Georgia Trust Acquires Three Houses in Forsyth from Wal-Mart

Wal-Mart Donates Historic Houses to Georgia Trust for Historic Preservation’s Revolving Fund Program

ATLANTA, Nov. 5, 2010— The Georgia Trust for Historic Preservation announced today its acquisition of three historic houses in Forsyth donated from the Wal-Mart Real Estate Business Trust.  The houses will become part of the Georgia Trust’s Revolving Fund program, which provides effective alternatives to demolition or neglect of architecturally and historically significant properties.

“These houses are representative of the historic architecture of Forsyth,” said Mark C. McDonald, President and CEO of The Georgia Trust.  “Our goal is to save these historic properties and fulfill our obligation of helping the city of Forsyth find the best alternative for these houses” McDonald added.

Since 2006 the houses have been the subject of controversy as Forsyth city officials at the time rezoned a residential area to allow construction of a new Wal-Mart Supercenter.  After the rezoning, Wal-Mart has worked with community preservation leaders and the Georgia Trust for Historic Preservation to reach an agreement, which will lead to the preservation of three historic homes in the buffer strip required by Forsyth planning officials.  Later today Georgia Trust key staff will be meeting with Forsyth officials and community members to discuss the best uses for these properties and the Trust marketing strategy to put these properties back in private use for the betterment of the city.

About the houses
The Bloodworth-Pace House was constructed in 1875 and features a pedimented gable with pointed arch wood vents and shaped cornice brackets.  The house was remodeled in the 1930s in the Colonial Revival style, and the original porch was replaced with a pedimented gable stoop with paired Doric columns.

The Bogle-Kyte House was constructed in 1914 and was once called “one of the handsomest homes in Forsyth.” This two-story late Victorian-era house features a central hallway, large centered hipped roof dormer with fixed 4/1 windows, slightly overhanging boxed eaves, and tall corbelled brick chimneys.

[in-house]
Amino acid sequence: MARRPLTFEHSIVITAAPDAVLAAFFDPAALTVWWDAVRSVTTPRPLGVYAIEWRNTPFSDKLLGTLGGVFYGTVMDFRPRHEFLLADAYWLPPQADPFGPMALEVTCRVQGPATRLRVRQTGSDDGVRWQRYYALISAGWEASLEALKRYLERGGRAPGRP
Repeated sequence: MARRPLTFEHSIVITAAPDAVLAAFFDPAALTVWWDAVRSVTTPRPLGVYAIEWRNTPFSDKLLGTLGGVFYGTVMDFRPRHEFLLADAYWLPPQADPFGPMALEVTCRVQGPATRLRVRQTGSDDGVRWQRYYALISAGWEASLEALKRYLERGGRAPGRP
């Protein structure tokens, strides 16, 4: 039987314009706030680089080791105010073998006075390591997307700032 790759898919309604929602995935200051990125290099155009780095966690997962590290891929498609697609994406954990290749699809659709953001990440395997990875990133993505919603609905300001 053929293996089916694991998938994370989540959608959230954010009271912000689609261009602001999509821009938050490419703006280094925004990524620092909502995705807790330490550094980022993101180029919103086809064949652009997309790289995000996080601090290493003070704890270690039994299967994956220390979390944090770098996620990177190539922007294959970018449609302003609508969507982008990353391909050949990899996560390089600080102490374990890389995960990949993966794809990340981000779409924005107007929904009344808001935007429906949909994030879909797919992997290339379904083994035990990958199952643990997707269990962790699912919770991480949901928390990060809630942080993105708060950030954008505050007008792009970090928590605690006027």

The Miller-Webb House is a Victorian railroad cottage constructed around 1905.  The house is two rooms deep with a central hallway.

About the Georgia Trust’s Revolving Fund Program
The Georgia Trust’s Revolving Fund Program was established in 1990 to provide effective alternatives to demolition or neglect of architecturally and historically significant properties by promoting their rehabilitation and enabling owners of endangered historic properties to connect with buyers who will rehabilitate their properties.

The Georgia Trust accomplishes this goal by either accepting property donations or by purchasing options on endangered historic properties. The properties are then marketed nationally to locate buyers who agree to preserve and maintain the structures. Protective covenants are attached to the deeds to ensure that the historic integrity of each property is retained, and purchasers are required to sign rehabilitation agreements based on the work to be performed on the structure.

About the Georgia Trust for Historic Preservation
Founded in 1973, the Georgia Trust for Historic Preservation is one of the country’s largest statewide, nonprofit preservation organizations. The Trust is committed to preserving and enhancing Georgia’s communities and their diverse historic resources for the education and enjoyment of all.

The Trust generates community revitalization by finding buyers for endangered properties acquired by its Revolving Fund and raises awareness of other endangered historic resources through an annual listing of Georgia’s “Places in Peril.” The Trust helps revitalize downtowns by providing design and technical assistance in 102 Georgia Main Street cities; trains Georgia’s teachers in 63 Georgia school systems to engage students in discovering state and national history through their local historic resources; and advocates for funding, tax incentives and other laws aiding preservation efforts. To learn more, visit